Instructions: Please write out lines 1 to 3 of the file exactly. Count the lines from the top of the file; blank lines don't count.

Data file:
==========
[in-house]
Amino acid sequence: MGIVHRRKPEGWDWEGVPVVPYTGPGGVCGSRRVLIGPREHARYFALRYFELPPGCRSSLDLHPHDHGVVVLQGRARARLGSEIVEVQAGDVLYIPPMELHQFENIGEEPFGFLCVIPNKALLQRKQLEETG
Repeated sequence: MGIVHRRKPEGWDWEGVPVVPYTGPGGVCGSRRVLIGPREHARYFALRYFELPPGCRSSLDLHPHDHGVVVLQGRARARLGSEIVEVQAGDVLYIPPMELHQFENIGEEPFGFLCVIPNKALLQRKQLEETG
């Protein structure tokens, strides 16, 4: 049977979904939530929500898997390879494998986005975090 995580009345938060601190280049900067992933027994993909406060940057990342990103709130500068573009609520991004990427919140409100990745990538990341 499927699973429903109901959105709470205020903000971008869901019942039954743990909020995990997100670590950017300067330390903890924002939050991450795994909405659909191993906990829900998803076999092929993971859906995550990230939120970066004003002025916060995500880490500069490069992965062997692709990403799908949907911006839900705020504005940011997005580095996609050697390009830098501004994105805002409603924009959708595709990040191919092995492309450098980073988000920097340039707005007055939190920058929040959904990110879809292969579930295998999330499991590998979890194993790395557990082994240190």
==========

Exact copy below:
[in-house]
Amino acid sequence: MGIVHRRKPEGWDWEGVPVVPYTGPGGVCGSRRVLIGPREHARYFALRYFELPPGCRSSLDLHPHDHGVVVLQGRARARLGSEIVEVQAGDVLYIPPMELHQFENIGEEPFGFLCVIPNKALLQRKQLEETG
Repeated sequence: MGIVHRRKPEGWDWEGVPVVPYTGPGGVCGSRRVLIGPREHARYFALRYFELPPGCRSSLDLHPHDHGVVVLQGRARARLGSEIVEVQAGDVLYIPPMELHQFENIGEEPFGFLCVIPNKALLQRKQLEETG